Why human threat hunting is essential for cyber protection

16 January 2023 Consultancy.com.au 6 min. read
More news on

Recent high-profile data breaches have shown that Australian organisations are firmly in the crosshairs of cyber adversaries. These breaches have also illustrated that – when they are hit by an intrusion – many organisations’ security measures fall short of what is required to adequately secure their data, writes Nick Lowe, a Director at CrowdStrike Falcon.

Over the past year, Australia has experienced a 33 per cent rise in large scale data breaches, according to the OAIC’s latest Notifiable Data Breaches Report.

The recent cyber attacks in Australia are examples of the high-profile breaches that have undermined consumer trust in big businesses. This is echoed by CrowdStrike’s own data which found that the volume of interactive intrusions — those that involve a hands-on-keyboard adversary – have grown by 60% year over year in the Asia Pacific region, compared to 50% growth globally.

Nick Lowe, Director, CrowdStrike Falcon

Cyber criminals and state-nexus threat actors alike recognise the intrinsic value of data. Stolen data can be leveraged for extortion, for sale to interested third parties, for economic espionage or for intelligence collection. Due to the value of data, cyber adversaries are employing the full force of their human ingenuity to find new ways to side-step existing automated security controls.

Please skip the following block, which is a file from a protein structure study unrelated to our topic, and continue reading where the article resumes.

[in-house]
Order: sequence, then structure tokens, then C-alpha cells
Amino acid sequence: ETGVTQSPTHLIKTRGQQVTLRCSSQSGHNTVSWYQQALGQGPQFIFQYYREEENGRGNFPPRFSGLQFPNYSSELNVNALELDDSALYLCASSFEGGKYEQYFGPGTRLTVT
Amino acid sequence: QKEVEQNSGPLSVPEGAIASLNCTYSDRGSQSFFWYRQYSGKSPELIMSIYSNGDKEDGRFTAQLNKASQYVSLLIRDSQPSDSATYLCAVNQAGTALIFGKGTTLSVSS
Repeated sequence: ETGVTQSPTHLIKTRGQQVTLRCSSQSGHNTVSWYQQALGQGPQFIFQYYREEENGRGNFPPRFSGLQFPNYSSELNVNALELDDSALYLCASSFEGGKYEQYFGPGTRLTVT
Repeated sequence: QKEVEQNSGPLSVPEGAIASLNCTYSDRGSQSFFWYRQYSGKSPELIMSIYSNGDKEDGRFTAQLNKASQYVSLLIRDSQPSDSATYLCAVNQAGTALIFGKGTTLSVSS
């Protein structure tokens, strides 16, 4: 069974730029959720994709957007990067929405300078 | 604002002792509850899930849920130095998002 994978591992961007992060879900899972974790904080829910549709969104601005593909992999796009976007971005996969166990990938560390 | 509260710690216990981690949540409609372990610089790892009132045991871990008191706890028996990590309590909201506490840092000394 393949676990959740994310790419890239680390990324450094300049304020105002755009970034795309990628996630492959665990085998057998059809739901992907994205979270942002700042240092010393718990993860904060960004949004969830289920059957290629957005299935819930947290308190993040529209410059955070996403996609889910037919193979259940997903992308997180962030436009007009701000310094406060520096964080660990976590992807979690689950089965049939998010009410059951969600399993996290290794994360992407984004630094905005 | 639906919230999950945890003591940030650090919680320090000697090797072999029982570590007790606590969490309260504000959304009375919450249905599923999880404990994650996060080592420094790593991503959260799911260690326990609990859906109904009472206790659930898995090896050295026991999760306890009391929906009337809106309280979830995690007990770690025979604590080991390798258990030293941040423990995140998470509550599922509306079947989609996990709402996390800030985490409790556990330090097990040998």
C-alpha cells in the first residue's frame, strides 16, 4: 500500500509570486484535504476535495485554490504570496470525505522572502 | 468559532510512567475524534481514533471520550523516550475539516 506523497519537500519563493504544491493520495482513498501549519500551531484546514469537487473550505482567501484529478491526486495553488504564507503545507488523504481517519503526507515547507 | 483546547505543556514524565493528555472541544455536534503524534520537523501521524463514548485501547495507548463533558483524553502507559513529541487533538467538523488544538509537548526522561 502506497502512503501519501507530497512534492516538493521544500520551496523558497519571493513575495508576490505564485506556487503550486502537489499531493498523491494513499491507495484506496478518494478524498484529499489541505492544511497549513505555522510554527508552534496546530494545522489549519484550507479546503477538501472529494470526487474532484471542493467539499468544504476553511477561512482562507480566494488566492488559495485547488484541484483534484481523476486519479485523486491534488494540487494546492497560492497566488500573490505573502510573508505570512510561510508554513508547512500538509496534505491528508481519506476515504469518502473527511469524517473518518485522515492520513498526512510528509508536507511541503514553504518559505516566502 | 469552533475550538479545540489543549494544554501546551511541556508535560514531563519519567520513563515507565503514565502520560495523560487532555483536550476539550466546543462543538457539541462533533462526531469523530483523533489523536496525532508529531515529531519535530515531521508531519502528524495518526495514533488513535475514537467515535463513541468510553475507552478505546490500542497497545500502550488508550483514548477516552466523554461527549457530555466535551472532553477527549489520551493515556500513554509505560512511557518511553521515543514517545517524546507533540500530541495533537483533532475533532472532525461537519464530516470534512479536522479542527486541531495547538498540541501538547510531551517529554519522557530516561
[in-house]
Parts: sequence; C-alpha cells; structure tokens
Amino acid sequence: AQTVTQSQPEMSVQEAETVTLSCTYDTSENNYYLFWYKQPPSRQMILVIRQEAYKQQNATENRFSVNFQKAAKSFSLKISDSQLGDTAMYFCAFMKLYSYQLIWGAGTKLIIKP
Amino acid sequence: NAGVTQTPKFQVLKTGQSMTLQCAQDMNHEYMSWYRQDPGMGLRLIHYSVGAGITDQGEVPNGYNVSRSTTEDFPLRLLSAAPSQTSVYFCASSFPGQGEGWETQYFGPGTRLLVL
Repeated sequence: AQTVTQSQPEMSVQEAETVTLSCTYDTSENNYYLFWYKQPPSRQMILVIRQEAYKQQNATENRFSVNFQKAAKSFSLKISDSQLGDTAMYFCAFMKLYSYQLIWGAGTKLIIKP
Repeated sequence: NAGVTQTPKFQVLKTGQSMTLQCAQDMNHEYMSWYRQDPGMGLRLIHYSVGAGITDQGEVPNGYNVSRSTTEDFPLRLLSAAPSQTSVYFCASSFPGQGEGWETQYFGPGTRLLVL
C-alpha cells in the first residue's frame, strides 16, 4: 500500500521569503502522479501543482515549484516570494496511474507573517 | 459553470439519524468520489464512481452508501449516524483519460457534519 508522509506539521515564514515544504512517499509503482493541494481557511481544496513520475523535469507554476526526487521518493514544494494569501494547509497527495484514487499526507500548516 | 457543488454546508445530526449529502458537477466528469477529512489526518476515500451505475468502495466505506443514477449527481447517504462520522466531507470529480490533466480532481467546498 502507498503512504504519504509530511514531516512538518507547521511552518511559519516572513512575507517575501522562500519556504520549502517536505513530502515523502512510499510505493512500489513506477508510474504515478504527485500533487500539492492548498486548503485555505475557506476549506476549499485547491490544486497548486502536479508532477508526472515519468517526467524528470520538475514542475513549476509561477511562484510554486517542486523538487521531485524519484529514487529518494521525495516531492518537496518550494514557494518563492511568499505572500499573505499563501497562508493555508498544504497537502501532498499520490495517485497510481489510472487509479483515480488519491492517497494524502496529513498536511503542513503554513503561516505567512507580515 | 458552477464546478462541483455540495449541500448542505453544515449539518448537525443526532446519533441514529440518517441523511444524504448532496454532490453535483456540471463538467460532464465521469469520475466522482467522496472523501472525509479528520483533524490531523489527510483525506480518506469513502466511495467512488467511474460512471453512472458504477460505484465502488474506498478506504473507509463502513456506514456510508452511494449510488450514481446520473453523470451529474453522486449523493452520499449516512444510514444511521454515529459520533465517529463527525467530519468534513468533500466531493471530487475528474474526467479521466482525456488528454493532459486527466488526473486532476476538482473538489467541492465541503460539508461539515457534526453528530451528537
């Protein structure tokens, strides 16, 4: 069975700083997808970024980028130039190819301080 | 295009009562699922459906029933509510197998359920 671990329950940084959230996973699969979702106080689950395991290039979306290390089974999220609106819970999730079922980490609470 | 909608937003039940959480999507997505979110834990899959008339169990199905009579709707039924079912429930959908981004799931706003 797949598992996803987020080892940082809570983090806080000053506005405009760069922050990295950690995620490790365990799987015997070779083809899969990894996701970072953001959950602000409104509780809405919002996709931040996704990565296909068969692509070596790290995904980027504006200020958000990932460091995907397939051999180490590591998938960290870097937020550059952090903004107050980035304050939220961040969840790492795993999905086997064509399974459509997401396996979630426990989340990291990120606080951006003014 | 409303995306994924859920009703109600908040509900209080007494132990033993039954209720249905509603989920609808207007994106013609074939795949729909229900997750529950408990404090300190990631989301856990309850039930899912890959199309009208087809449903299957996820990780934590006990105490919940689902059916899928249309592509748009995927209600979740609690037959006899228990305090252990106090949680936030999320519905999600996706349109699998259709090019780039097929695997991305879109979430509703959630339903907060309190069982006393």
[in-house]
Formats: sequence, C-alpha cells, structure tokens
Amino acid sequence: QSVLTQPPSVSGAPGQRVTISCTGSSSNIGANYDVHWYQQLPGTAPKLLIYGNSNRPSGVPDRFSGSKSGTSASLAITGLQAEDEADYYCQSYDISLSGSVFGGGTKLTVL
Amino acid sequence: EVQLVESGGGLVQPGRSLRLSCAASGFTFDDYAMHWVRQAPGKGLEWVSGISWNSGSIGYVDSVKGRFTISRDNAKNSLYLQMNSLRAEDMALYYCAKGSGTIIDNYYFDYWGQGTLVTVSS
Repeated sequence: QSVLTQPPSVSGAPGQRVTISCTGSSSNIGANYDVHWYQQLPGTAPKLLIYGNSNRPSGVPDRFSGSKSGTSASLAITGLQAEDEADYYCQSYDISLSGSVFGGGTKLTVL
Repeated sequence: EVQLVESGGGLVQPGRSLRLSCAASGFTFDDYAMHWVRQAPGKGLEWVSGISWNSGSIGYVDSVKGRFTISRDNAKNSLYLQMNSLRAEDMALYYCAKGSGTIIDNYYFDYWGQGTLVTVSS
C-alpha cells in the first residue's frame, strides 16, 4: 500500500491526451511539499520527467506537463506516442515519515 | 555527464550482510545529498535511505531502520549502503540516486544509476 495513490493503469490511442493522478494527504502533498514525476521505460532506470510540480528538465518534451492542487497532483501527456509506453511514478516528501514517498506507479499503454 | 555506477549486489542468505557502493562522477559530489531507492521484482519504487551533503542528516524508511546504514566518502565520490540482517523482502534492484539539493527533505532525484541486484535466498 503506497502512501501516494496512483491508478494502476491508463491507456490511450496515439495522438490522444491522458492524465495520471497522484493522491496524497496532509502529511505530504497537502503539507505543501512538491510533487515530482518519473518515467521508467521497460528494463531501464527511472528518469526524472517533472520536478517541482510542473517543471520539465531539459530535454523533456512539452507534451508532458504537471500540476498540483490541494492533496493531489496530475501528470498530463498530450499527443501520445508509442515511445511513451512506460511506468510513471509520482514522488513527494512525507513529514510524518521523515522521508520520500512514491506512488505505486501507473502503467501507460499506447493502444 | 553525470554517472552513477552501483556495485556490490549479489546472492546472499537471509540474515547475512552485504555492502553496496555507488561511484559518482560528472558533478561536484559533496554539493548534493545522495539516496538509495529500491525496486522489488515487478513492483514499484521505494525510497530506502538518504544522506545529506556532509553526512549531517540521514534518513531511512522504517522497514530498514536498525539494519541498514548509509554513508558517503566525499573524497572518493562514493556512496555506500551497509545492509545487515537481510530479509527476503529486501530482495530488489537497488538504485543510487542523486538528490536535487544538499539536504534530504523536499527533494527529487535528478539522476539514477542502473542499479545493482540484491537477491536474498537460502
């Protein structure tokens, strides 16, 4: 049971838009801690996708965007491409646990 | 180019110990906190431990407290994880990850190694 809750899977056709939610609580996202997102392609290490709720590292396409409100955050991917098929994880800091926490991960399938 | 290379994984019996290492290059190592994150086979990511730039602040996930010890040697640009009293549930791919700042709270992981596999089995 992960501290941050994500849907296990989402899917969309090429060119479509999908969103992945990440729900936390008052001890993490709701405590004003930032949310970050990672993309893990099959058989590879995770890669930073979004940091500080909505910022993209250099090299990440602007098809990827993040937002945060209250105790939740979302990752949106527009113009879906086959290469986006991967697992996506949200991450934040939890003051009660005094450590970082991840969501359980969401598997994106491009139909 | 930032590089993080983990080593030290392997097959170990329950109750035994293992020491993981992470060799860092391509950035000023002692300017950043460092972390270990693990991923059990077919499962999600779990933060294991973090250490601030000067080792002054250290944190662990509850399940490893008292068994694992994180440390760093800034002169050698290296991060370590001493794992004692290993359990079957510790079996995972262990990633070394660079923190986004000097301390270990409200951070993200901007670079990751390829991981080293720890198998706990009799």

The core mission of threat hunters is to proactively seek out these attempts to evade detection, employing that same human ingenuity to stay a step ahead of the adversary.

Security leaders need to be aware of the current state of play when it comes to data security:

  • Adversaries are acutely aware of the gaps in fully-autonomous and legacy signature based security systems.
  • Adversaries are abusing these gaps using novel hands-on and living-off-the-land techniques in conjunction with compromised credentials to subvert technology based controls, infiltrate organisational networks, and access sensitive data.
  • Augmenting technology-based defences with elite human expertise and around-the-clock eyes on glass is the only way to keep pace with the operational tempo and evolving capabilities and techniques employed by today’s adversaries.

Human-led threat hunting provides organisations with the critical visibility and timely, actionable intelligence required to stop unknown and unseen adversaries in their tracks.